Sarita Pantula

Major: Cytotechnology
University College
Supervisor: Dr. Catherine Sears
Department: Indiana University School of Medicine Pulmonology Department

The effect of xeroderma pigmentosum group C (XPC) on squamous cell lung cancer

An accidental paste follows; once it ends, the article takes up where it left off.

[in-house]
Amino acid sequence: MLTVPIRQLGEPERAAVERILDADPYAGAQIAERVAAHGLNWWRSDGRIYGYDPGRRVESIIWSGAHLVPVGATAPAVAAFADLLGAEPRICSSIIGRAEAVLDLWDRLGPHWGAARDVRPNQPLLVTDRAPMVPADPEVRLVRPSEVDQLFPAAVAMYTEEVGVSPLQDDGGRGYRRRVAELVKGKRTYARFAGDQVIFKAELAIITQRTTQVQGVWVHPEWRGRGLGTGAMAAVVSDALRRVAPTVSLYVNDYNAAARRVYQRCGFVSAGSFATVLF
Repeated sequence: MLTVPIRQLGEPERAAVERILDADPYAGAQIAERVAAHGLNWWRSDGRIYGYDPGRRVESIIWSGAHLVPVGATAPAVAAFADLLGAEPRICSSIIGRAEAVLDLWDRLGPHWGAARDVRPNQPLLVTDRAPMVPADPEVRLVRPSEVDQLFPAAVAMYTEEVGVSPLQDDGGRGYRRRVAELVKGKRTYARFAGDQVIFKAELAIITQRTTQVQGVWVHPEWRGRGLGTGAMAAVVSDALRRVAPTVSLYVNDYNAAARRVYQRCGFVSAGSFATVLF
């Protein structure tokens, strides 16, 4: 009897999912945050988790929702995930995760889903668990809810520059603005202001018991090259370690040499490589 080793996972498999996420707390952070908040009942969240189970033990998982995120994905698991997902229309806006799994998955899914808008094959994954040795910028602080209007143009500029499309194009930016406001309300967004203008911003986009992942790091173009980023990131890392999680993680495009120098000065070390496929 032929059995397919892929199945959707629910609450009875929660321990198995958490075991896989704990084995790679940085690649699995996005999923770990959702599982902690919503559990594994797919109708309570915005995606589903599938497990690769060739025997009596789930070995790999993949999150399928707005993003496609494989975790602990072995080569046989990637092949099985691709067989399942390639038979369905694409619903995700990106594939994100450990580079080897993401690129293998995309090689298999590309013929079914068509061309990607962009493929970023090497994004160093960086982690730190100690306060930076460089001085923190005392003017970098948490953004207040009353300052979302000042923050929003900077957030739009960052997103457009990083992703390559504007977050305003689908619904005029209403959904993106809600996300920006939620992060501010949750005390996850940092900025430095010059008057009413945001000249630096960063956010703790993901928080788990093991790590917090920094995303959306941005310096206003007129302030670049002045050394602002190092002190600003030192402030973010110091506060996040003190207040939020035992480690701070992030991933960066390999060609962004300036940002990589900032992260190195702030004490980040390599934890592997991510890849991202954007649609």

Lung cancer remains the leading cause of cancer-related deaths. Squamous cell lung cancer (SCC) is strongly linked to cigarette smoking and develops from pulmonary epithelial cells. DNA repair is critical to prevent mutations which lead to cancer. These studies aim to determine the mechanistic link between decreased DNA repair and development of lung SCC. XPC is a DNA repair protein involved in the global-genomic nucleotide excision repair pathway, and decreased XPC has been observed in human lung cancers and with chronic cigarette smoking in mice. Our laboratory found that mice deficient in XPC were prone to develop SCC following exposure to the carcinogen NTCU. We hypothesized that XPC-deficient mice treated with NTCU would develop pre-malignant changes in pulmonary epithelial cells earlier than NTCU-treated XPC proficient mice. Mice 8-, 10-, 12-, and 16-weeks after NTCU treatment were analyzed by immunofluorescence microscopy for percent epithelial cells expressing CK5/6+, a marker of malignant epithelial cell transformation. Lung SCCs were CK5/6+, and increased CK5/6 percent-positive in large compared to small airways at all time points, with CK 5/6 staining increasing over time. Ongoing analysis will determine whether XPC expression is associated with differences in CK 5/6 expression at different time points by airway size.